They also have time for and Mexican food. Saturdays “To come personal prayer and reflection. are the highlight of the week. Each Sunday they worship They all drive to Kansas City or here and with the local Mennonite St. Louis for sight-seeing and give to the community. then take turns picking out a They are willing to explain restaurant for dinner. Megan’s community, the simplicity of their lifestyle favorite is Olive Garden and it’s a — they are living as close to Amanda loves any kind of the Bible as they can. This barbecue. They also hang out good means no TV or radio, but with the Mennonite Youth they do use cell phones and Group in Versailles and sing at reward.” computers. Bethany says retirement homes around town. Amanda Unruh their dress code is simple The group transitions from and modest. They usually sew their own giggling to laughing out loud when they clothes, starting around age 15. talked about the pranks they play at night. Even if typical 20-somethings usually There is a plastic roach that shows up in don’t sew their own clothes, live without beds, drawers and bathrooms. Bethany seems television or wear prayer coverings, to be the most mischievous of the four. Her it’s easy to see that these Mennonite face lights up when she tells the story of the volunteers have a lot in common with prank she played on her roommate. others their age. They love eating out, “I layered her bed with rice one night. driving, shopping and perfume. It was so funny, she didn’t want to show They love to scrapbook. They all have that she’d been had. She was really quiet books full of news clippings, tickets, and the lights were out but I could faintly postcards and other memories from their see her pushing the rice to the end of the time in Missouri. Each woman makes a few bed and every once in a while I could hear pages about herself to exchange to share it drop to the floor. And then the next memories with her new friends. When morning it was all in my shoes.” they return home after six months, the At home, the “family” grows spiritually scrapbook will be a reminder of the service as well. and the bonds of friendship built in their Each morning they share daily time volunteering. By Shannon Whitney devotions with their Missouri family. BOONE HOSPITAL CENTER September 2011

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Learn more, www.boone.org/wellaware

A Healthy Life With Diabetes Classes, Life Changes Help Fulton Woman Tame An Illness

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nger was the first emotion Mary Ann Herring felt after being diagnosed with type II diabetes. “I was not happy,” said Herring, 58, of Fulton. “I was so upset, I never thought I’d live again.” Herring was concerned about how diabetes would change her diet, impact her health and reduce her ability to enjoy retirement after a career as school supervisor at the Missouri School for the Deaf. “I thought, ‘I have worked too hard to get to where I am to mess up now. I am not going to be stuck on a dialysis machine. I am not going to have a heart attack. I am going to do whatever it takes because I want to live as long as possible and as good as possible,’” Herring said. Herring’s doctor advised her to learn more about the disease by attending a month-long course offered by Boone Hospital Center’s WELLAWARE Diabetes and Nutrition Clinic. At the clinic, Herring met with a certified diabetes educator and attended a weekly diabetes class for four weeks. Coordinator Jennifer Anderson said the clinic is set up to offer education and help people manage their diabetes with lifestyle changes. She said the clinic’s classes are valuable both for newly diagnosed diabetes patients and for those who have had the disease for years. The goal is self management. “So much of diabetes management is up to you as an individual,” Anderson said. “We teach people that they are the ones who will be managing their diabetes on a day-to-day basis.” The classes showed Herring that the best way to manage her diabetes was through permanent lifestyle changes — eating better and exercising regularly. For Herring, this new way of eating was a challenge. But once she saw how the changes made her feel better, she embraced the new food choices. Today, she limits the processed food she eats and instead cooks mostly from scratch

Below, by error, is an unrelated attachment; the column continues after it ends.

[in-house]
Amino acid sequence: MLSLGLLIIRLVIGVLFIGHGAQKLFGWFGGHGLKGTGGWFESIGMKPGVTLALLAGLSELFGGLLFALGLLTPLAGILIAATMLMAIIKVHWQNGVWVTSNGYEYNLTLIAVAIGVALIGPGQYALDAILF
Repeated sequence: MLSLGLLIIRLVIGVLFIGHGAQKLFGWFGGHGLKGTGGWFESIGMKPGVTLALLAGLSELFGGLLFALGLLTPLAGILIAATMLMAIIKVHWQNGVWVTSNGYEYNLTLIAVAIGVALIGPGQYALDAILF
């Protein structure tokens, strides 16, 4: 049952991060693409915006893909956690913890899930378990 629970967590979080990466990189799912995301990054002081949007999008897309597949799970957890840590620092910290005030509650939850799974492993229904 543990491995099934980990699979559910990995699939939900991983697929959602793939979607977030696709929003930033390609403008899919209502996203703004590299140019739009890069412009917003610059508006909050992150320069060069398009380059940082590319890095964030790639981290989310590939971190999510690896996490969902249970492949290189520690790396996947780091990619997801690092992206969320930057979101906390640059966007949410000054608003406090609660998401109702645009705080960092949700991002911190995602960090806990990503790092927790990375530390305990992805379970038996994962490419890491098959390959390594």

using fresh vegetables, especially eggplant, collard greens, turnip greens and string beans. She said what she learned about meal planning in the classes made this different than the diets she had tried in the past. “I dieted all my life. But the thing about dieting for me was that I didn’t do it the right way. All those times I thought I was eating right, I wasn’t eating right,” she said. “But with this, it’s easy as long as you get the education, go to the class and find out what you should be eating.” With the changes, Herring has been able to halve her diabetes medication dosage. She has also lost 47 pounds in the two years since she took the class. Herring’s husband, Randy, adopted the

eating changes along with her, and he has lost 60 pounds. “Anytime I see anybody, they comment, ‘You look fantastic, how did you do it?’” Herring said. In addition to helping manage her diabetes and spurring her weight loss, Herring’s lifestyle changes since taking the class have lowered her cholesterol and triglycerides. While it may sound strange, Herring said the WELLAWARE Diabetes and Nutrition Clinic has helped her become healthier today with diabetes than she was before she had diabetes. “I can’t say enough for the diabetes class and realizing that I can control this disease,” she said. “I feel great. I’m happy again.” By Jacob Luecke BOONE HOSPITAL CENTER September 2011

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Opening Ceremonies Crowds Mark The Completion Of The New Patient Tower More photos at facebook.com/boonehospitalcenter In late June, Boone Hospital Center welcomed thousands of people during three days of celebrations marking the opening of the new patient tower. These guests enjoyed music, food, refreshments and tours of patient floors. It was a joyful event and we would like to thank the community for such wonderful support during this successful project.

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My Boone Health Fall 2011